There are so many reasons to hate the holidays, but right now the one that is stressing me out the most is shopping for gifts. It’s not that I’m stingy or don’t like to give things to people or that I forgot to learn it’s “better to give than to receive.” None of that. It’s because I don’t feel confident buying gifts, even for people I should know well enough to know what they’ll like.
Even my husband. Seriously. Every year my mom will call and ask, “What would your husband like for Christmas?”
And every year I think, Well… hell if I know…
It’s terrible. And naturally, I blame my mother. (Merry Christmas Mom!)
To make a short story long, once I complained to her, “…blah blah blah… And you never took me to DisneyLand.”
And she responded, “Well… I took you to the mall every week.”
Ah, all of those early childhood hours logged at the mall! I hated the mall! Now, I don’t hate the mall anymore per se, but the reason I was practically raised at the mall is my mother is a fashion fanatic. And it is not easy being a girl who doesn’t even notice what anyone is wearing like ever to grow up with a fashionista.
The result is this sad truth: I’m thirty-six years old and my mother still dresses me. Nearly all of my clothes were given to me by her. And anytime she gives me something new, she makes it a point to tell me which pants, jackets, shoes, etcetera will go well with whatever it is.
And I really appreciate this, but it’s kind of hard to shop for other people when you don’t even have the confidence to buy yourself a shirt.
Oh, why can’t I buy a shirt? I'm crippled by the knowledge of the existence of “color draping,” without having a clue how to actually pick the right color. Mom tries to teach me how to do it on my own and here’s how it goes:
She’ll hold a shirt up to me while I’m looking in a mirror and ask, “What do you see, the shirt or your face?”
And I’ll say, “My face.”
And she’ll say, “No you don’t, you see the shirt.”
Then she’ll hold up something else asking, “How about now, what do you see, the shirt or your face?”
“Uh… Hmmm… The shirt?”
And she’ll huff, “No you don’t! You see your face!”
It’s all very complicated, and apparently out of my league. Not like the old days when I just bought everything in black. The other day I was having my hair foiled and noticed everyone who worked at the salon wore all black (it’s the dress code). So I said to the girl doing my hair, “Boy, you better hope you look good in black if you work here, huh?”
She just looked at me like I had two heads. And I was so jealous of her, not having to know that she might not look very cute in black. Why do I have to be burdened with this information?
My mother and I do have lots of fun shopping together now. I rarely hide in the clothes racks and make a ruckus until a nice salesperson asks her to please remove me from the store anymore, at least. But try as she might, she will never convince me that it’s more important that clothes look good than feel good. Case in point:
I was picking out several things I thought I might like to try on when Mom asked, “Are you pregnant?”
“Mother! That’s not very nice!” I retorted
And she said, “Well you’re in the maternity section!”
Aha! So that’s why everything looked so comfortable.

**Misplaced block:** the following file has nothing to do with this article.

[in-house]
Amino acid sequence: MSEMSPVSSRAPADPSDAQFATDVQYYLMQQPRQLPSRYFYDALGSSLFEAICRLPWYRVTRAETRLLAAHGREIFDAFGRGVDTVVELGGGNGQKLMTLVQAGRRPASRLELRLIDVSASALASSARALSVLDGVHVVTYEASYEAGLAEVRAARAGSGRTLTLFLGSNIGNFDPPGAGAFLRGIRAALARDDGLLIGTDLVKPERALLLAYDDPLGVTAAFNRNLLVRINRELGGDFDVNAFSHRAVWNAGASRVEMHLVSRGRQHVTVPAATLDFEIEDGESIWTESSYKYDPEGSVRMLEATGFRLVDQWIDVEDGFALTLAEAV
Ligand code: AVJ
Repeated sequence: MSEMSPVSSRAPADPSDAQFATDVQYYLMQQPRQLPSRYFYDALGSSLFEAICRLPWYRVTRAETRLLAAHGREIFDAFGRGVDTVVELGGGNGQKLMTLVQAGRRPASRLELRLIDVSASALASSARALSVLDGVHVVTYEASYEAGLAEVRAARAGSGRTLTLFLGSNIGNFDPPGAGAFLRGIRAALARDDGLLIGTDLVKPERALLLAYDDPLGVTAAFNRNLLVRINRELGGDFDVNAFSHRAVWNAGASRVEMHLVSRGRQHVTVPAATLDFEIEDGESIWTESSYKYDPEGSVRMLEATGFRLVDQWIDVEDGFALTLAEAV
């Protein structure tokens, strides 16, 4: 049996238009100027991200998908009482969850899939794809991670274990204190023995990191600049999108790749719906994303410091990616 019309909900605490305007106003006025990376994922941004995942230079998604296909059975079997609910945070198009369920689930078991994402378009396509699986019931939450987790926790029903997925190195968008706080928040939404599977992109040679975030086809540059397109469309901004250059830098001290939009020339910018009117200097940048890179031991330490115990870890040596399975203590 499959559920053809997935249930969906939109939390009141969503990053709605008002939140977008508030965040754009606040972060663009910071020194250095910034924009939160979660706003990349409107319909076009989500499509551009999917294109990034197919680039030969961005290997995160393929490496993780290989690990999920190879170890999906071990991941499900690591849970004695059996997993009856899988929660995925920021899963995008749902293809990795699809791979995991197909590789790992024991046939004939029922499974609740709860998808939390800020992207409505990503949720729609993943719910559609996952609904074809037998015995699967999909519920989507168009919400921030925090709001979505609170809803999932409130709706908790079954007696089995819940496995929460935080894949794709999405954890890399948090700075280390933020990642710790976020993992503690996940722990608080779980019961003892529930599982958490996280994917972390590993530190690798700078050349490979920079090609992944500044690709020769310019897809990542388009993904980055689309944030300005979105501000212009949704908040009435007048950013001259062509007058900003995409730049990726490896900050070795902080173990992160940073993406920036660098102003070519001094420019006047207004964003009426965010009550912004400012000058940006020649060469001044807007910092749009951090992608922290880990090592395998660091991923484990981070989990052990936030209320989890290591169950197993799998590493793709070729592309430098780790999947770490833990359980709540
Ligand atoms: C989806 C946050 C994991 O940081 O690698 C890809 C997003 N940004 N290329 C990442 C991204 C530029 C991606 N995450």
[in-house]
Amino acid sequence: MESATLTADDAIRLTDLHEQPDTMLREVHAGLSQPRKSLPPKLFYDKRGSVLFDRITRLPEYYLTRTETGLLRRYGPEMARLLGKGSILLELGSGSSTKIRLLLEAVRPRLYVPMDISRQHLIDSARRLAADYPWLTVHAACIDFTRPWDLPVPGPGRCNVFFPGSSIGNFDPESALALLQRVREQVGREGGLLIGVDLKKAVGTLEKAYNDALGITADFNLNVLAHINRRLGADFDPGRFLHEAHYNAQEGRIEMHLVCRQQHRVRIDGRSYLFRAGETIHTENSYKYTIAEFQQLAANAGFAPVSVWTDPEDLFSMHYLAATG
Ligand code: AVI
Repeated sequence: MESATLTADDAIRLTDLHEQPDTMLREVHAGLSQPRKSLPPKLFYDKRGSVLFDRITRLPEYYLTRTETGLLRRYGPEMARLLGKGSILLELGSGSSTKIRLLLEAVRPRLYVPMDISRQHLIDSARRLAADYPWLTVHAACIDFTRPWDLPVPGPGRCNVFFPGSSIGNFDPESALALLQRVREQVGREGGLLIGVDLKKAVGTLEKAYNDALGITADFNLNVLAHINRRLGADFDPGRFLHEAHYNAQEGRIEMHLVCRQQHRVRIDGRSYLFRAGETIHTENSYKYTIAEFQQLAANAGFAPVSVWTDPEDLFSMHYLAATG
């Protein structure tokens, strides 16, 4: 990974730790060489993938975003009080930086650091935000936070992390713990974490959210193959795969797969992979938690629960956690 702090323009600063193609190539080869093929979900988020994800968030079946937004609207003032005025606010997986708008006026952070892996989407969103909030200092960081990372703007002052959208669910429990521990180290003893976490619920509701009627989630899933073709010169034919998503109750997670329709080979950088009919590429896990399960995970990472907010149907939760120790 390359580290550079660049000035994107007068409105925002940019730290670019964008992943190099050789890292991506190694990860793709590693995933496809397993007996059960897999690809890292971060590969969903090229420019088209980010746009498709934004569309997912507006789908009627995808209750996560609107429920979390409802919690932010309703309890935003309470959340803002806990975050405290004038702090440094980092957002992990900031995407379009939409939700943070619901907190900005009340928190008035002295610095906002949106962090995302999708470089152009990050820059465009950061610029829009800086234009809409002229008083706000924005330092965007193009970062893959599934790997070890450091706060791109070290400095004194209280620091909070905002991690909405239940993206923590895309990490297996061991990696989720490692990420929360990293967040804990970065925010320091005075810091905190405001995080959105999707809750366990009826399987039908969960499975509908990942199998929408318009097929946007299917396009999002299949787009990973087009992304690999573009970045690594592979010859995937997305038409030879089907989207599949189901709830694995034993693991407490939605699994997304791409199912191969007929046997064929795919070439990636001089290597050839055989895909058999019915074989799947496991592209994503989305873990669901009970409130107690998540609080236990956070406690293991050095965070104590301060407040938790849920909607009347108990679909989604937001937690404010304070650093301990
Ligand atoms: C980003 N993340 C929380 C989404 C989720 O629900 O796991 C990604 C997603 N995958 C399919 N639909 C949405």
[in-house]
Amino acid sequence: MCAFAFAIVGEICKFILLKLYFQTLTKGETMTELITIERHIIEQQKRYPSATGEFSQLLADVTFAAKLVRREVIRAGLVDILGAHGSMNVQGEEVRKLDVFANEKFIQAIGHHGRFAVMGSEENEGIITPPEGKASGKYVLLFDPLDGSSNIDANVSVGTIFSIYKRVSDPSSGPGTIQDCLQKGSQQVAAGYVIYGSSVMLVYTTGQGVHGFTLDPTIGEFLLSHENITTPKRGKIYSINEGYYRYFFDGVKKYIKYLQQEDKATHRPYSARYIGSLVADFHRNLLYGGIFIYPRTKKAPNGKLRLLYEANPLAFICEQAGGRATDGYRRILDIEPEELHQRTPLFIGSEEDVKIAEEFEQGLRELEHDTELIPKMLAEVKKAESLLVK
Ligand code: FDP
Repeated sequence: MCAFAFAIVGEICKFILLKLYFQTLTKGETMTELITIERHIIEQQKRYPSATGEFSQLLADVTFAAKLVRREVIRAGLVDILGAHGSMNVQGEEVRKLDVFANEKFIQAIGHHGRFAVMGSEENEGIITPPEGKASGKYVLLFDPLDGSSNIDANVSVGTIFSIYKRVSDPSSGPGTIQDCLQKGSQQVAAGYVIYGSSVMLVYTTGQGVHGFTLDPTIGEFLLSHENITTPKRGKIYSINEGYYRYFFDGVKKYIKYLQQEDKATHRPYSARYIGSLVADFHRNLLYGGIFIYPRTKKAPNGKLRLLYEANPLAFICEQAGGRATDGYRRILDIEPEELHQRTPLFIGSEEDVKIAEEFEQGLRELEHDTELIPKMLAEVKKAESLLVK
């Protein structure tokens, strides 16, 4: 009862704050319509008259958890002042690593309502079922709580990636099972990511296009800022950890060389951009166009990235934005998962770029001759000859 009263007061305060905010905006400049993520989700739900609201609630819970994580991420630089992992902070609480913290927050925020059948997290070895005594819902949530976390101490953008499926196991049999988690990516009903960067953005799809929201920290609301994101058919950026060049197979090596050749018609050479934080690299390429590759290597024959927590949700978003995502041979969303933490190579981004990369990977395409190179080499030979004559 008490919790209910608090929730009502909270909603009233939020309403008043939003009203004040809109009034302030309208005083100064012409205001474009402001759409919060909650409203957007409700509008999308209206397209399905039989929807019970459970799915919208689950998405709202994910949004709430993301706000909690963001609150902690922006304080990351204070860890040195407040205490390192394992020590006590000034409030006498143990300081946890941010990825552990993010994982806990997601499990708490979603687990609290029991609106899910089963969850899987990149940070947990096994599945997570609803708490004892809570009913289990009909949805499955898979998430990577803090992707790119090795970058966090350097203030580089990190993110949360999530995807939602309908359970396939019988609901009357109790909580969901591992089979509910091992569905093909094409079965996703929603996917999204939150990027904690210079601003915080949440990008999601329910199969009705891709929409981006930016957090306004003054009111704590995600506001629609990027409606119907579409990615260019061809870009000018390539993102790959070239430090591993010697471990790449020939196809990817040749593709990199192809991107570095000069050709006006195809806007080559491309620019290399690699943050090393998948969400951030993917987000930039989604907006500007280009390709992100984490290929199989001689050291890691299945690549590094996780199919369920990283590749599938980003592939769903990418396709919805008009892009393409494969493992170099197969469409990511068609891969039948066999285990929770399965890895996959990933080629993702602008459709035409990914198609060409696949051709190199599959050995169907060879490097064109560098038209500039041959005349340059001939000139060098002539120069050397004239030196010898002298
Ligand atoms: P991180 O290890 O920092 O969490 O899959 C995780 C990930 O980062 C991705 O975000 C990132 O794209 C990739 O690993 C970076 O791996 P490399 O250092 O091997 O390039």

It’s true, I do not have an eye for fashion, and yet I do make an effort not to look absurd. Sometimes I have to resort to e-mailing FreshMommy pictures of me in my jeans to ask if they’re “mom” jeans, because even though I’ve seen the video, when I put them on, they look fine to me. But then I really can’t be trusted to know, judging from recent events.
You see, last year I was too fat to fit into any of my pants and did buy some (very big) new jeans. In style and everything! But now (happily) I’ve gone back to normal. (“Normal” meaning I could really stand to lose about ten pounds… if not fifteen.) But instead of buying new jeans, I just cinched the ones from last year up with a belt. And a couple of weeks ago my girlfriend said, “Your jeans are too baggy, don’t you have any that fit???”
I told her I do have some that fit, but they’re old and I’m not sure if they’re out of style or not, so have been afraid to wear them. And she said she was sure they would be fine and I really should just wear them, because the ones I was wearing were way too big. So Saturday I went to a party at her house wearing my old jeans that fit, and she screeched, “Blondie, how old are those jeans????? Dear God, go shopping already!”
If that’s not enough, here’s the story of the cinching belt… One day I was getting dressed and my husband said, “Why are you wearing my belt?”
I said, “This is my belt!”
He shook his head and muttered something and then said, “If you want it, you can have it, but I don’t know why you wouldn’t just get your own.”
And I thought, Whatever.
A few weeks later my mother came to visit and asked, “Why are you wearing a man’s belt???”
So I secretly put the belt back into my husband’s drawer, hoping he’d forgotten the whole thing. But seriously, I have no idea what is so “manly” about that belt.
Anyway, back to my jeans… my mother called to ask me what I’d like for Christmas and when I told her, “Nothing,” she said, “Well I’m going to get you something, so you might as well tell me what you want.”
So I admitted that evidently I could use some new jeans. “Would you rather a gift certificate to Macy’s or Nordstrom?” she asked.
But before I could answer she thought better of it and suggested, “Maybe instead of a gift certificate we’d better just go shopping when I’m there so I can help you pick them out.”
Um… yeah. That’s probably a good plan Mom. If I could just get her to do the rest of my Christmas shopping too…